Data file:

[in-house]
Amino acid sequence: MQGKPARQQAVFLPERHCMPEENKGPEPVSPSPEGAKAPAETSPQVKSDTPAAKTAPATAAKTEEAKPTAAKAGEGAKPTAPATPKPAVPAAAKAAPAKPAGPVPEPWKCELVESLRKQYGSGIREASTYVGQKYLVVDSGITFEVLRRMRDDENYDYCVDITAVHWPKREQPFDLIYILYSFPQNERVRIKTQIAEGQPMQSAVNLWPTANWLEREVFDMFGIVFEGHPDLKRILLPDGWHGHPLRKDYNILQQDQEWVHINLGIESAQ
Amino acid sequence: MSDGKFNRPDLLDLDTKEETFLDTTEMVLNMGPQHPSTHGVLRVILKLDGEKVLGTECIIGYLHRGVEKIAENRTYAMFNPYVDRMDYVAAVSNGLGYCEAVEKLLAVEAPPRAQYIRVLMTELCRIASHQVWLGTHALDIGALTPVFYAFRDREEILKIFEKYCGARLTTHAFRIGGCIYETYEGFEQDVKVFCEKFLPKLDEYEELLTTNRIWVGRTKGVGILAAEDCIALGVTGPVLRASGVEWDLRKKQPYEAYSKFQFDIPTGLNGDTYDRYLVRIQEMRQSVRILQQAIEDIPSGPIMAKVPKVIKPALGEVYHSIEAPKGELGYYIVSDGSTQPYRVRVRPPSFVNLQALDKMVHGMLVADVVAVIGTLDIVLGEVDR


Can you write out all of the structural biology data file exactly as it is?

[in-house]
Amino acid sequence: MQGKPARQQAVFLPERHCMPEENKGPEPVSPSPEGAKAPAETSPQVKSDTPAAKTAPATAAKTEEAKPTAAKAGEGAKPTAPATPKPAVPAAAKAAPAKPAGPVPEPWKCELVESLRKQYGSGIREASTYVGQKYLVVDSGITFEVLRRMRDDENYDYCVDITAVHWPKREQPFDLIYILYSFPQNERVRIKTQIAEGQPMQSAVNLWPTANWLEREVFDMFGIVFEGHPDLKRILLPDGWHGHPLRKDYNILQQDQEWVHINLGIESAQ
Amino acid sequence: MSDGKFNRPDLLDLDTKEETFLDTTEMVLNMGPQHPSTHGVLRVILKLDGEKVLGTECIIGYLHRGVEKIAENRTYAMFNPYVDRMDYVAAVSNGLGYCEAVEKLLAVEAPPRAQYIRVLMTELCRIASHQVWLGTHALDIGALTPVFYAFRDREEILKIFEKYCGARLTTHAFRIGGCIYETYEGFEQDVKVFCEKFLPKLDEYEELLTTNRIWVGRTKGVGILAAEDCIALGVTGPVLRASGVEWDLRKKQPYEAYSKFQFDIPTGLNGDTYDRYLVRIQEMRQSVRILQQAIEDIPSGPIMAKVPKVIKPALGEVYHSIEAPKGELGYYIVSDGSTQPYRVRVRPPSFVNLQALDKMVHGMLVADVVAVIGTLDIVLGEVDR